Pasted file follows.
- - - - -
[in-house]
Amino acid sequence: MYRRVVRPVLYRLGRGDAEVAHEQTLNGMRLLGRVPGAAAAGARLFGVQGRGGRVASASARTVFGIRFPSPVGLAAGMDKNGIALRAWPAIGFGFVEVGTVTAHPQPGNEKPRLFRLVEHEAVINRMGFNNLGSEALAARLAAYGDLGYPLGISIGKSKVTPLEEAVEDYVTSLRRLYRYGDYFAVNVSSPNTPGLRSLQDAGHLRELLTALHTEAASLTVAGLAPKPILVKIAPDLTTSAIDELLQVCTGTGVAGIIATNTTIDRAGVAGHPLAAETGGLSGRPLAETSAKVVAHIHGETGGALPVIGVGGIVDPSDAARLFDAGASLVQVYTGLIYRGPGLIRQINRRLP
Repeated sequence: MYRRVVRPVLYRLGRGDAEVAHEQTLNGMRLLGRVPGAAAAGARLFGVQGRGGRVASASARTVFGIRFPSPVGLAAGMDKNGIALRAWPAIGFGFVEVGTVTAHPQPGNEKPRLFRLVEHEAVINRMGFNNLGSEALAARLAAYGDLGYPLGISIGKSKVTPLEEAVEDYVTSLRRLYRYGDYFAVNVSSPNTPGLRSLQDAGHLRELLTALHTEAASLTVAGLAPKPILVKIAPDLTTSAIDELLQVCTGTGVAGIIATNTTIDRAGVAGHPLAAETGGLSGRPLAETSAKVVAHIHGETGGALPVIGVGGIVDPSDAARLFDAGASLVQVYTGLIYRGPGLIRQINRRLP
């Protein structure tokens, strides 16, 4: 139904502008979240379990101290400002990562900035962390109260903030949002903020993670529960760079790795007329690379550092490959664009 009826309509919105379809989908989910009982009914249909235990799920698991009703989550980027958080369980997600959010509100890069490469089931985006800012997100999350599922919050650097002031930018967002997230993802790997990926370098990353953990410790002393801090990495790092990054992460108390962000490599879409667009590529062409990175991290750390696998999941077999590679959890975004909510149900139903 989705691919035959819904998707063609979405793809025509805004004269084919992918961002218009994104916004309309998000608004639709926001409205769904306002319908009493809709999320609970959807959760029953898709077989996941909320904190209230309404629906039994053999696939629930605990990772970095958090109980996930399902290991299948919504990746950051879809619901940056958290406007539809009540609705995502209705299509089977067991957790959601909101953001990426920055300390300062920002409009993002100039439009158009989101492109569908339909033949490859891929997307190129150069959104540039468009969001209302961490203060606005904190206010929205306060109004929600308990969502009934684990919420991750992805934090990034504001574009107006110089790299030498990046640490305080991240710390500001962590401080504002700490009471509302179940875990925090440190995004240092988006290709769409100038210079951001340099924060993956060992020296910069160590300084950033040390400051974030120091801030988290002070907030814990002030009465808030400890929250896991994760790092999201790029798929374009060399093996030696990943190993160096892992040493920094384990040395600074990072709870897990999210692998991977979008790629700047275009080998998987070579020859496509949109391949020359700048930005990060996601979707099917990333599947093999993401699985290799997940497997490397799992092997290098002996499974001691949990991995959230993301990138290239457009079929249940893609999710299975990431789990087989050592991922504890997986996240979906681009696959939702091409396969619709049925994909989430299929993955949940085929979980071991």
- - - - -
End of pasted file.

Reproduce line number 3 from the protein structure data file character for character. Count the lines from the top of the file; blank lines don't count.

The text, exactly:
Repeated sequence: MYRRVVRPVLYRLGRGDAEVAHEQTLNGMRLLGRVPGAAAAGARLFGVQGRGGRVASASARTVFGIRFPSPVGLAAGMDKNGIALRAWPAIGFGFVEVGTVTAHPQPGNEKPRLFRLVEHEAVINRMGFNNLGSEALAARLAAYGDLGYPLGISIGKSKVTPLEEAVEDYVTSLRRLYRYGDYFAVNVSSPNTPGLRSLQDAGHLRELLTALHTEAASLTVAGLAPKPILVKIAPDLTTSAIDELLQVCTGTGVAGIIATNTTIDRAGVAGHPLAAETGGLSGRPLAETSAKVVAHIHGETGGALPVIGVGGIVDPSDAARLFDAGASLVQVYTGLIYRGPGLIRQINRRLP